Traditional notional grammars define prepositions as words that “link to other words, phrases, and clauses” and that “express spatial or temporal relations.” Prepositional phrases are phrases that consist of a preposition plus another word, phrase, or clause functioning as the prepositional complement.
In grammar, an indirect object is a word, phrase, or clause that indicates to or for whom or what the action of a ditransitive verb is performed. Although nouns, pronouns, and noun phrases most frequently perform the function, prepositional phrases sometimes, although rarely, function as indirect objects in English. Examples of prepositional phrases as indirect objects include the following:
- The maid gave inside the refrigerator a thorough scrubbing.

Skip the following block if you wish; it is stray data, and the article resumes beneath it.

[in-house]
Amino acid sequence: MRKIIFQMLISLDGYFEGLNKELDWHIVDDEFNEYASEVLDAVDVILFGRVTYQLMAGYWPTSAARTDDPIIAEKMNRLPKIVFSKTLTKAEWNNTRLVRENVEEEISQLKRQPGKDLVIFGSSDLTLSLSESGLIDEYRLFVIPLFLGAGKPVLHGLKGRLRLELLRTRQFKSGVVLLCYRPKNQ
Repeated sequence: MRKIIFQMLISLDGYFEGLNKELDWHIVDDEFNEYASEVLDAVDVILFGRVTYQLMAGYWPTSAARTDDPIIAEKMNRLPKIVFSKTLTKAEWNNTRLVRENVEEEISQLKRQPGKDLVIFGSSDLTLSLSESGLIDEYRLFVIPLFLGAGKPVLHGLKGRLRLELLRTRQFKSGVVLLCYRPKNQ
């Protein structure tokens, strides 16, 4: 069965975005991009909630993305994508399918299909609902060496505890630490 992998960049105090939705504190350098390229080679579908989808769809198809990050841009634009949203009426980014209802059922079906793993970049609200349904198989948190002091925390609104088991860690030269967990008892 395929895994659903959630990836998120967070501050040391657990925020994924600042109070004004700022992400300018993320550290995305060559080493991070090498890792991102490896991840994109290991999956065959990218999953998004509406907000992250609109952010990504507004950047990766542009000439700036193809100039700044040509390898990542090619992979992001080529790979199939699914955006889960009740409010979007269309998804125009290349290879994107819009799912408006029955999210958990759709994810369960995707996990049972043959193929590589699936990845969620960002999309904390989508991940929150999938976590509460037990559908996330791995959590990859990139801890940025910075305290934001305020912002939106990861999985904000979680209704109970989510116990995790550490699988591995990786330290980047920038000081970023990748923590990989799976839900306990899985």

- My mom has given behind the freezer a good scrubbing.
- The decorator is giving inside the closet some serious consideration.
- My brother should give under his bed some thought.
Prepositional Phrase as Indirect Object
Brinton, Laurel J. & Donna M. Brinton. 2010. The linguistic structure of Modern English, 2nd edn. Amsterdam: John Benjamins Publishing Company.
Hopper, Paul J. 1999. A short course in grammar. New York: W. W. Norton & Company.
Huddleston, Rodney. 1984. Introduction to the grammar of English. Cambridge: Cambridge University Press.